The Munster Koach
In September 1964 two particularly bizarre sitcoms launched on the American airwaves.
On Friday the 18th ABC premiered The Addams Family, a 30 minute black and white comedy based on the characters in Charles Addams’ New Yorker cartoons. On the 24th CBS released their own version of supernatural comedic weirdness, The Munsters: characters based on classic monsters of Universal Studios horror films from the 1930s and 1940s dropped into a blue collar setting and following a Leave it to Beaver sitcom formula.
Download Video Clip or Watch the Full Munsters Episode Here
|The Munster Koach was introduced in episode 4 on October 15, 1964 as a birthday present for Herman (Fred Gwynne) from Lily (Yvonne De Carlo); in the script she actually picks out two cars from a used car dealer (Diamond Jim), a T-Bucket built by Erv Campbell of Santa Ana, CA. and what appears to be a 1920 Cunningham Funeral Coach and tells him to “take them to a custom builder”. In reality that custom builder was George Barris who provided the Koach in a 21 day deadline. Tom Daniel did the original designs; Tex Smith and Dick Dean reportedly handled the build working from 3 Model T bodies assembled on a hand-made 133″ frame. The final machine is 18 feet long.|
|Build photos from the Barris shop|
The Munster Koach is powered by a 289 Ford Cobra engine built with Jahns high compression pistons, ten chrome plated Stromberg carburetors, an Isky cam and Bobby Barr racing headers. Bodywork includes a hand formed brass radiator and fenders with a dropped axle, split radius rods and T springs on the front end and 500 hours of hand-made rolled steel scrollwork. The drive has a four speed manual transmission and a power rear end.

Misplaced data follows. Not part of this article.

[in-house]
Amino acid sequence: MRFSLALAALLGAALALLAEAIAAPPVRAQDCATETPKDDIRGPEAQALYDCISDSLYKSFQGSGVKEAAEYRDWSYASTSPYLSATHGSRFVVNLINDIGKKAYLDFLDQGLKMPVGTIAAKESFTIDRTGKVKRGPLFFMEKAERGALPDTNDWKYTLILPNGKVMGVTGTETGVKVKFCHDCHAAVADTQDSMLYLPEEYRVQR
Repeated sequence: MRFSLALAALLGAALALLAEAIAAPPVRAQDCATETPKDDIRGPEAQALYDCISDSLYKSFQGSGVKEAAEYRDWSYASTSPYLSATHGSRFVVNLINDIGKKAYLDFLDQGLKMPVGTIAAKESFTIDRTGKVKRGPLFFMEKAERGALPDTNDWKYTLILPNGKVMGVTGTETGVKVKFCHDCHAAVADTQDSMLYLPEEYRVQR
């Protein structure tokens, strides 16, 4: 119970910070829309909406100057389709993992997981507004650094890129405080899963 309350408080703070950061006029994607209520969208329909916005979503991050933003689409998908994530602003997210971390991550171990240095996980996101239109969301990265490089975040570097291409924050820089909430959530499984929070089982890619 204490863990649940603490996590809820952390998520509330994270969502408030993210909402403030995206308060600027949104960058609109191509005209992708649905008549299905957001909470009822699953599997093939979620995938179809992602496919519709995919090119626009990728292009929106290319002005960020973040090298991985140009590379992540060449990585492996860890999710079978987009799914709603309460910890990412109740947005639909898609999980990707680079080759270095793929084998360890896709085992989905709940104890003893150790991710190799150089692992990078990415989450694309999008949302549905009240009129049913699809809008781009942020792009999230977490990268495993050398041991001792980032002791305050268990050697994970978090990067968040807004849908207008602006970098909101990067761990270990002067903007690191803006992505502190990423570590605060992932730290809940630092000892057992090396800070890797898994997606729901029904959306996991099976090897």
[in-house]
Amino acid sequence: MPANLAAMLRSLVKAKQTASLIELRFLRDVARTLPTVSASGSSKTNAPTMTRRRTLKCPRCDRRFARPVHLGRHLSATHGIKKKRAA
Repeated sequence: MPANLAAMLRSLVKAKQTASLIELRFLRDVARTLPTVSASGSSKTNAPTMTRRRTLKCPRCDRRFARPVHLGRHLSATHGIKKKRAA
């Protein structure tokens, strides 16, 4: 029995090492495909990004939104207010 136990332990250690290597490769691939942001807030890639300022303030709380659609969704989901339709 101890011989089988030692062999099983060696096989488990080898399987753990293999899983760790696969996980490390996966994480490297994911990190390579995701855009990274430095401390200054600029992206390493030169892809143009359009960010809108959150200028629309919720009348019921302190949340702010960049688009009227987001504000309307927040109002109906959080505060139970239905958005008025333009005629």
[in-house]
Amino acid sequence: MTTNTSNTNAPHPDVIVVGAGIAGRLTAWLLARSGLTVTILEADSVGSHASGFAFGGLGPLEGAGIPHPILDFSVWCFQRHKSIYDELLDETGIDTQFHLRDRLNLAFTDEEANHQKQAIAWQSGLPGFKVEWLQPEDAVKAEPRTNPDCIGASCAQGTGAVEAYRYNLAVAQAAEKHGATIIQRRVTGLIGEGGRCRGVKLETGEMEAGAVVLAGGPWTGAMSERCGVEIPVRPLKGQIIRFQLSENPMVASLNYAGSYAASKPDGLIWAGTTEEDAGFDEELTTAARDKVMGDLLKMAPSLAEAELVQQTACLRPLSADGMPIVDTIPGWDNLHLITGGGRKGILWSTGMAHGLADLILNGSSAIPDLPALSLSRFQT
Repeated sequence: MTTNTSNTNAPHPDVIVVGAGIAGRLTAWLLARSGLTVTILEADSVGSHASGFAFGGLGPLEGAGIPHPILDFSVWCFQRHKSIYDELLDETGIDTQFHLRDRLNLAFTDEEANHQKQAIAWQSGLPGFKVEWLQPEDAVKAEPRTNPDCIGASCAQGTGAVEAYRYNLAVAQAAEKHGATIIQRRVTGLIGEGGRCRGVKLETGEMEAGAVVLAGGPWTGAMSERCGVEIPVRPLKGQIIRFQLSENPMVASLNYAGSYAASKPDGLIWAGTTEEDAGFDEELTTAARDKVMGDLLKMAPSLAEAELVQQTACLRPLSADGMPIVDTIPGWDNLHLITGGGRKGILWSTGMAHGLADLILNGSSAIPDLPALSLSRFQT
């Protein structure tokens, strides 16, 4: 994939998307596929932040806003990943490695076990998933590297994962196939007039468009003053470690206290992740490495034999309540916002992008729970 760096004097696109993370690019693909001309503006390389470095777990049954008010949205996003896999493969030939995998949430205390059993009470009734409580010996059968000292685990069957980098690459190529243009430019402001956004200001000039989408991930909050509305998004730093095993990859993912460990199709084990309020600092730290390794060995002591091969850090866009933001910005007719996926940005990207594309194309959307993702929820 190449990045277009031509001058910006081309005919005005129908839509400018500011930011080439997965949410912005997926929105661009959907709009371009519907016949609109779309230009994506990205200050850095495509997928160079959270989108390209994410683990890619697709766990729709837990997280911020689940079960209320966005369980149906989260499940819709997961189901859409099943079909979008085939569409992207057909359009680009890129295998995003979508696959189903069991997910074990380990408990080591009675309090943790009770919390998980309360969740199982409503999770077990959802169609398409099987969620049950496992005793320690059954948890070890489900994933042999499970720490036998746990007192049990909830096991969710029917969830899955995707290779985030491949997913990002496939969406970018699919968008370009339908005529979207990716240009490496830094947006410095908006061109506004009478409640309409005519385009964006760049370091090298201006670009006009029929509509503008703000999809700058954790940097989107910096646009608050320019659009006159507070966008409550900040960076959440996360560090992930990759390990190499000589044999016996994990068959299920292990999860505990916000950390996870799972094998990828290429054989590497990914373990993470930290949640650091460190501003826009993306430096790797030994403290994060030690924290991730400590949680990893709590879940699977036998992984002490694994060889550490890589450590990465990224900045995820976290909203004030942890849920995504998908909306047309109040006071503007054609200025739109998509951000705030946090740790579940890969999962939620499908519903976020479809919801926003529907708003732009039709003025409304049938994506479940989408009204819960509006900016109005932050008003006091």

|George Barris, driving|
The Munster Koach appeared in over twenty episodes throughout the series’ two-year run and was also used in Munster, Go Home! with different wheels.
The Munster Koach proved to be a big hit – and a valuable marketing tool in the Kustom crazed ’60s. So when Herman lost it in a drag race during episode 36, “Hot Rod Herman” (OAD May 27, 1965) Grandpa (Al Lewis) whipped him up a real dragster to win it back. The producers turned back to Barris, who sent Korky Korkes around to knock on some funeral home doors and sort a fiberglass coffin. They dropped that on a tube frame, added a 350HP, 289 cubic inch Ford Mustang V-8 with dual four barrel carbs on a Mickey Thompson Ram-Thrust manifold. Custom bodywork included 10-inch Rader aluminum & steel wheels with spiders on the hubcaps, Zoomie style organ pipes for exhaust and antique lamps on the front and rear. The driver sat in the rear of the vehicle behind the engine under a plastic bubble.
|DRAG-U-LA displayed at Al Lewis memorial service in NYC 2/18/06|
While the working class Munster family was building dragsters and acting all badassed, over on ABC the Addamses were still being chauffeured around by Lurch in a fairly stock (for the times) 1933 Packard V-12. Somebody over there caught on to the CBS custom bug but it was too little too late: they commissioned The Druid Princess from Ed Roth but the show was cancelled before the car was finished.